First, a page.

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We will frequently use the formal concept of a set, which is just a collection of
objects, called elements. Examples of sets include the real numbers **R**, the
integers, the set of names of the days in a week, and the set of letters in the
alphabet. One kind of set that we will encounter fairly often is called an
interval. The open interval (*a*, *b*) consists of the real numbers *x* such that
*a* < *x* < *b*, while the closed interval [*a*, *b*] consists of the real numbers *x* such that
*a*≤*x*≤*b*. If *x* is an element of the set *S*, we write *x*âàà*S*. Thus
*Π*âàà*realnumbers*, 1âàà(0, 2), and Tuesday âàà \. A function *f* from a set *S* to a set *T* is a rule that takes an
element of the set *S* and gives back an element of the set *T*. We denote this by
*f* : *S*→*T*. The set *S* is called the domain of the function *f* and the
set *T* is called its range.

Suppose we have a function *f* : *S*→*T*, with *x*âàà*S*. If *f* takes an element
*x*âàà*S* to *y*âàà*T*, we write *f* : *x**y* or *f* (*x*) = *y*, and say that "*f* maps
*x* to *y*." We often call this element *y* the image of *x* under *f*, and
denote it by *f* (*x*). This is illustrated in the figure below.

Figure %: Plot of a Function *f* : *S*→*T*

If *f* : *S*→*T* and *g* : *T*→*U*, then we can define a new function
*g*o*f* : *S*→*U* by (*g*o*f* )(*x*) = *g*(*f* (*x*)) for each element *x*âàà*S*. The
function *g*o*f* is called the composition of the functions *g* and *f*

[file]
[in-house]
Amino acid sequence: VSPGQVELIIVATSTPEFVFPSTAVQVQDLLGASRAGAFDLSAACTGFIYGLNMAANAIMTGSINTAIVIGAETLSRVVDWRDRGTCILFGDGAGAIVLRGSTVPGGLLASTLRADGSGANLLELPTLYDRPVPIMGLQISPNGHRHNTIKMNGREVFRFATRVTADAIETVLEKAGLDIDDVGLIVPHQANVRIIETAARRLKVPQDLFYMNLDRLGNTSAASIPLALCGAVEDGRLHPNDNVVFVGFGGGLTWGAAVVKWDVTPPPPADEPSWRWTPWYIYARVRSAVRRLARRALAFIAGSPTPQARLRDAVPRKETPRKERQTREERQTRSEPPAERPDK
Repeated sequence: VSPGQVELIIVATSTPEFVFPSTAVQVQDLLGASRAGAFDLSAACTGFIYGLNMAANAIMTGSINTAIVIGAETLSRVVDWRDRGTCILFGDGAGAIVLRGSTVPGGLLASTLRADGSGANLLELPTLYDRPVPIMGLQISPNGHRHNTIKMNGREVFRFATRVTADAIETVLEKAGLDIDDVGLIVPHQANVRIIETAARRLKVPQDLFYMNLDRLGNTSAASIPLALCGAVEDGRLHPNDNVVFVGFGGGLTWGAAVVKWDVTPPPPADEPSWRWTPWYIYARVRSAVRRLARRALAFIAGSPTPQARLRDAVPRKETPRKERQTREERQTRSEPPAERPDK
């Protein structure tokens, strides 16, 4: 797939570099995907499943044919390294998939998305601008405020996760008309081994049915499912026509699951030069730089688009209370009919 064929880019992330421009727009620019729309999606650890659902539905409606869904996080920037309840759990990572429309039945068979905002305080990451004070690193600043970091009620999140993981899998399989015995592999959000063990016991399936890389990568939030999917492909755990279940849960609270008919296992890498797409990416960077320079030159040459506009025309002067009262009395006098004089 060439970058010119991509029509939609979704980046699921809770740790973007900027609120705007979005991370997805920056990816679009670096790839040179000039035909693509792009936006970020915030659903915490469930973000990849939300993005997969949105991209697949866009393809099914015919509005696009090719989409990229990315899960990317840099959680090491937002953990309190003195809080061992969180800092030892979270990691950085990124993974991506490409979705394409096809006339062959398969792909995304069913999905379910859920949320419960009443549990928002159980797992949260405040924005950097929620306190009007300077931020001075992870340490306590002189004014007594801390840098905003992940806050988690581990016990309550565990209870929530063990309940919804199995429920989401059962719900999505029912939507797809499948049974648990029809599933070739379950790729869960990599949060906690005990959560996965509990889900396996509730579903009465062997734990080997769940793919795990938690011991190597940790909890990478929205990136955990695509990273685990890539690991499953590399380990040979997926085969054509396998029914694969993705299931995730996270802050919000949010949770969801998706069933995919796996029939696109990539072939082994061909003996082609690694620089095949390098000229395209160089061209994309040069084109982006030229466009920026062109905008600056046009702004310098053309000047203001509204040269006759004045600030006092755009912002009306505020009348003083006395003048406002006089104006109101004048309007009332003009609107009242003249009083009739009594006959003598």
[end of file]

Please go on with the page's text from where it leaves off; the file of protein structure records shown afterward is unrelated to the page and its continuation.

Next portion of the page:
The graph of a function is the set of all points of the form (*x*, *f* (*x*)). One can draw
this by plotting points on a pair of coordinate axes, with the horizontal axis
corresponding to *x*, and the vertical corresponding to *f* (*x*).

A function *f* : *S*→*T* is called invertible if there exists a function
*g* : *T*→*S* such that (*g*o*f* )(*x*) = *x* for each element *x*âàà*S*. If *f* is
invertible, then this function *g* is called the inverse of *f*. One way to tell if a
function is invertible is to look at its graph. A function is invertible if and only
if no horizontal line intersects the graph in more than one point. Take a moment to
convince yourself that this is true.

(1) The most familiar functions map the set of real numbers to itself. That is, *f* : **R**→**R**. An example is the function *f* such that for each
real number *x*, *f* (*x*) = 2*x*, i.e. the image of each element *x* is the element 2*x*.
We may graph this function as follows:

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